Author John Green discusses the themes in The Great Gatsby.
Or: Everything I have ever loved about that book.
What I think the political correctness debate is really about is the power to be able to define. The definers want the power to name. And the defined are now taking that power away from them.
You wanna be commander in chief? You can start by standing up for the men and women who wear the United States uniform, even when it’s not politically convenient.
Anti-choicers: You cannot require that people who do not have the means to raise a child carry that pregnancy to term and then turn around and complain about “welfare queens” and their children “stealing” your tax money.
bhaahh the scar gif. RLY THO
You Don’t Have to Be Pretty. You don’t owe prettiness to anyone. Not to your boyfriend/spouse/partner, not to your co-workers, especially not to random men on the street. You don’t owe it to your mother, you don’t owe it to your children, you don’t owe it to civilisation in general. Prettiness is not a rent you pay for occupying a space marked “female”.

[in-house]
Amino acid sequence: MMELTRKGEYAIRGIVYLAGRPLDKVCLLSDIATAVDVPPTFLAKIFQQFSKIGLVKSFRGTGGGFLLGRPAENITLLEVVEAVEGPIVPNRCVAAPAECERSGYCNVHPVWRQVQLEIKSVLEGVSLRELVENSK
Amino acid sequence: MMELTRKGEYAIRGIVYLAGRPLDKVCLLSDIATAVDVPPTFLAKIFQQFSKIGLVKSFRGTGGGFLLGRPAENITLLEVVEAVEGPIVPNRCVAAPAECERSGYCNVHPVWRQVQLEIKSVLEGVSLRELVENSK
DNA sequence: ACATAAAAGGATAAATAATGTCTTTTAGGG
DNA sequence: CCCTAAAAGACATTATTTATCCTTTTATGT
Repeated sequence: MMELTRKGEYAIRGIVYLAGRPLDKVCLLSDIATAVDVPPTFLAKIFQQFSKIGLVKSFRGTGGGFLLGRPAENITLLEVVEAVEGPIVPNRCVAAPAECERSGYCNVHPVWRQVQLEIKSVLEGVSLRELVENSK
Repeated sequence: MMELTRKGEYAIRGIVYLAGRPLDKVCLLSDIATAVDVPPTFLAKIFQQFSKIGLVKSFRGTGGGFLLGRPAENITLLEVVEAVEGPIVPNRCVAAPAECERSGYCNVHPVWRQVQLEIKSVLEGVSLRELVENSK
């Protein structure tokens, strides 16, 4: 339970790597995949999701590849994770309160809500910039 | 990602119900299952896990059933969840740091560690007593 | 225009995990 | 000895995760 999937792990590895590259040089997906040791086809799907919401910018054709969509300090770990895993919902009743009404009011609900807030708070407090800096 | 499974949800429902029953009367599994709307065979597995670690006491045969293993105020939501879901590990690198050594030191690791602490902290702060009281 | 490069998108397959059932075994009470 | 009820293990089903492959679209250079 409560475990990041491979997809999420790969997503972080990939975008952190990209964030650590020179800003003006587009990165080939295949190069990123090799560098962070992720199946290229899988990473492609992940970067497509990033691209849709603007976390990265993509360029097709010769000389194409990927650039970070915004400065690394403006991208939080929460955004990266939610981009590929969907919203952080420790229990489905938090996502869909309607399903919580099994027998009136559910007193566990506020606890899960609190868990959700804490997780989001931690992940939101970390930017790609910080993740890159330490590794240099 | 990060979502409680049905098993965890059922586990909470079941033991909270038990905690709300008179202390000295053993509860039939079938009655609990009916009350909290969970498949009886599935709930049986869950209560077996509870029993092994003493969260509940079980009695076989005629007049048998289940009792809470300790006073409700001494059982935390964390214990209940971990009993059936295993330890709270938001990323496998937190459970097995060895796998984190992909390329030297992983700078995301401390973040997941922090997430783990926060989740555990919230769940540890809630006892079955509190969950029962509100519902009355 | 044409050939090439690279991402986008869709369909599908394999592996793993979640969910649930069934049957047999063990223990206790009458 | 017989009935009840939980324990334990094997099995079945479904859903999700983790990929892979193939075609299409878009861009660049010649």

See usually when a black woman is attacked we find some way of making it her fault. We ask questions like what was she wearing? What does she do for a living? How many sexual partners has she had in the past? You know, the typical stuff that removes accountability from her attacker. But in this case, where a black woman minding her damn business awoke to an attacker in her second story apartment, normal victim-blaming would not work. So now what do we do, because we obviously can’t take a black woman’s story of violence seriously? Well, that’s simple. We marginalize the attack and focus the story on her brother, whose anger we can exploit because it fits into stereotypes of queer masculinity that provide comic relief. The producers used the footage to lock Antoine in a frame, to capture him in place, in order to tell a story that fits their truths—black women’s confrontations with sexual violence are either not real or unimportant. Framed under the guise of “news” this masquerades as a story about a woman awaking to an intruder in her bed but is really a story about a funny black man, hilarious in his anger. It was never about her.